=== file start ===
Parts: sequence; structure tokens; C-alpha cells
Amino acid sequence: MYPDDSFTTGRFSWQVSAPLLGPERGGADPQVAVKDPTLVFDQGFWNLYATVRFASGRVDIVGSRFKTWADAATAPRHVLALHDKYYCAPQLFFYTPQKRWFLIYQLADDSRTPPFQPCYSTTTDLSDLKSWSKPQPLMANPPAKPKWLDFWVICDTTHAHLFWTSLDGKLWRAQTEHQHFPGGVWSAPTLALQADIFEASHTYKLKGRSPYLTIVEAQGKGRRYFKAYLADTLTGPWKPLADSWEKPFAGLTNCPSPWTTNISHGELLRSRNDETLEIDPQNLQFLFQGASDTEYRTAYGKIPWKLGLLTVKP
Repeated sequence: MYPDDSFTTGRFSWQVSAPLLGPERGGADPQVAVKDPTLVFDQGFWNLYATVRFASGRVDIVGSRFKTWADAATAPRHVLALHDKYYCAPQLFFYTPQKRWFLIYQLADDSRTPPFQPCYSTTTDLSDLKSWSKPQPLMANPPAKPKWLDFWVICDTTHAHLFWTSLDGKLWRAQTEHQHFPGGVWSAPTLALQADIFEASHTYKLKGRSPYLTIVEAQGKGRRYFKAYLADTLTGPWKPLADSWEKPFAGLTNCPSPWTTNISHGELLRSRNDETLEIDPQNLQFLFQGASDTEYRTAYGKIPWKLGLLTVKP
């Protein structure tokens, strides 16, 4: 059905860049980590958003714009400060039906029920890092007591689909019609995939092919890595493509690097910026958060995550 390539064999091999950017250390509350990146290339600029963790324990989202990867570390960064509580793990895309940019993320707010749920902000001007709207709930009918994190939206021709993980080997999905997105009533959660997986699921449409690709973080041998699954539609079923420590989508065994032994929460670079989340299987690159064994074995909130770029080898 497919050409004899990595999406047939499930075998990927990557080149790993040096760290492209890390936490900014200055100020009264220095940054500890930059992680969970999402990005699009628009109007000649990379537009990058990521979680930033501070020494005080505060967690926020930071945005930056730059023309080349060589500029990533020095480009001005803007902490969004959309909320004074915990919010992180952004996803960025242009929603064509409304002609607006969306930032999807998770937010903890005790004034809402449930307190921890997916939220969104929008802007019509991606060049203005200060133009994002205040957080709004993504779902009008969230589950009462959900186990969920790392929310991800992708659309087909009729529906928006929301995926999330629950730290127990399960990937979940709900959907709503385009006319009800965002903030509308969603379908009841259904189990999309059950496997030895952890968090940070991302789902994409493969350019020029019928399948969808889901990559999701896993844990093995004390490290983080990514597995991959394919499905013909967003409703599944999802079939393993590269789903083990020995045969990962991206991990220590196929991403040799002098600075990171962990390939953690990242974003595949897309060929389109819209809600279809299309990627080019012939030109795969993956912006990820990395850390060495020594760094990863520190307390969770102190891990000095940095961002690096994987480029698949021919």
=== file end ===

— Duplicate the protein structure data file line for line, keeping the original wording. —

Parts: sequence; structure tokens; C-alpha cells
Amino acid sequence: MYPDDSFTTGRFSWQVSAPLLGPERGGADPQVAVKDPTLVFDQGFWNLYATVRFASGRVDIVGSRFKTWADAATAPRHVLALHDKYYCAPQLFFYTPQKRWFLIYQLADDSRTPPFQPCYSTTTDLSDLKSWSKPQPLMANPPAKPKWLDFWVICDTTHAHLFWTSLDGKLWRAQTEHQHFPGGVWSAPTLALQADIFEASHTYKLKGRSPYLTIVEAQGKGRRYFKAYLADTLTGPWKPLADSWEKPFAGLTNCPSPWTTNISHGELLRSRNDETLEIDPQNLQFLFQGASDTEYRTAYGKIPWKLGLLTVKP
Repeated sequence: MYPDDSFTTGRFSWQVSAPLLGPERGGADPQVAVKDPTLVFDQGFWNLYATVRFASGRVDIVGSRFKTWADAATAPRHVLALHDKYYCAPQLFFYTPQKRWFLIYQLADDSRTPPFQPCYSTTTDLSDLKSWSKPQPLMANPPAKPKWLDFWVICDTTHAHLFWTSLDGKLWRAQTEHQHFPGGVWSAPTLALQADIFEASHTYKLKGRSPYLTIVEAQGKGRRYFKAYLADTLTGPWKPLADSWEKPFAGLTNCPSPWTTNISHGELLRSRNDETLEIDPQNLQFLFQGASDTEYRTAYGKIPWKLGLLTVKP
């Protein structure tokens, strides 16, 4: 059905860049980590958003714009400060039906029920890092007591689909019609995939092919890595493509690097910026958060995550 390539064999091999950017250390509350990146290339600029963790324990989202990867570390960064509580793990895309940019993320707010749920902000001007709207709930009918994190939206021709993980080997999905997105009533959660997986699921449409690709973080041998699954539609079923420590989508065994032994929460670079989340299987690159064994074995909130770029080898 497919050409004899990595999406047939499930075998990927990557080149790993040096760290492209890390936490900014200055100020009264220095940054500890930059992680969970999402990005699009628009109007000649990379537009990058990521979680930033501070020494005080505060967690926020930071945005930056730059023309080349060589500029990533020095480009001005803007902490969004959309909320004074915990919010992180952004996803960025242009929603064509409304002609607006969306930032999807998770937010903890005790004034809402449930307190921890997916939220969104929008802007019509991606060049203005200060133009994002205040957080709004993504779902009008969230589950009462959900186990969920790392929310991800992708659309087909009729529906928006929301995926999330629950730290127990399960990937979940709900959907709503385009006319009800965002903030509308969603379908009841259904189990999309059950496997030895952890968090940070991302789902994409493969350019020029019928399948969808889901990559999701896993844990093995004390490290983080990514597995991959394919499905013909967003409703599944999802079939393993590269789903083990020995045969990962991206991990220590196929991403040799002098600075990171962990390939953690990242974003595949897309060929389109819209809600279809299309990627080019012939030109795969993956912006990820990395850390060495020594760094990863520190307390969770102190891990000095940095961002690096994987480029698949021919």